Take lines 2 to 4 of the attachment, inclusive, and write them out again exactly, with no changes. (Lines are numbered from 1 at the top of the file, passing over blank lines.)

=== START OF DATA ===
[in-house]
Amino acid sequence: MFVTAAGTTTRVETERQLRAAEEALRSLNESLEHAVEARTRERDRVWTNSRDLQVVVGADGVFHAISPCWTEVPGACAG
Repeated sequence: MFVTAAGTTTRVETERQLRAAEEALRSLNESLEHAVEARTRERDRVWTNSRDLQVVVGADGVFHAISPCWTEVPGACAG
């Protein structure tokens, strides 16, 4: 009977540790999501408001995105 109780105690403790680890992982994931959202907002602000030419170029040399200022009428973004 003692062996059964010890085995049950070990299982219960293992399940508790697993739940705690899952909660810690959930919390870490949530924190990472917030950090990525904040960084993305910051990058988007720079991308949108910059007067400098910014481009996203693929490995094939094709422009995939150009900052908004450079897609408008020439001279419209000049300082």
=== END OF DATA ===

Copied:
Amino acid sequence: MFVTAAGTTTRVETERQLRAAEEALRSLNESLEHAVEARTRERDRVWTNSRDLQVVVGADGVFHAISPCWTEVPGACAG
Repeated sequence: MFVTAAGTTTRVETERQLRAAEEALRSLNESLEHAVEARTRERDRVWTNSRDLQVVVGADGVFHAISPCWTEVPGACAG
């Protein structure tokens, strides 16, 4: 009977540790999501408001995105 109780105690403790680890992982994931959202907002602000030419170029040399200022009428973004 003692062996059964010890085995049950070990299982219960293992399940508790697993739940705690899952909660810690959930919390870490949530924190990472917030950090990525904040960084993305910051990058988007720079991308949108910059007067400098910014481009996203693929490995094939094709422009995939150009900052908004450079897609408008020439001279419209000049300082």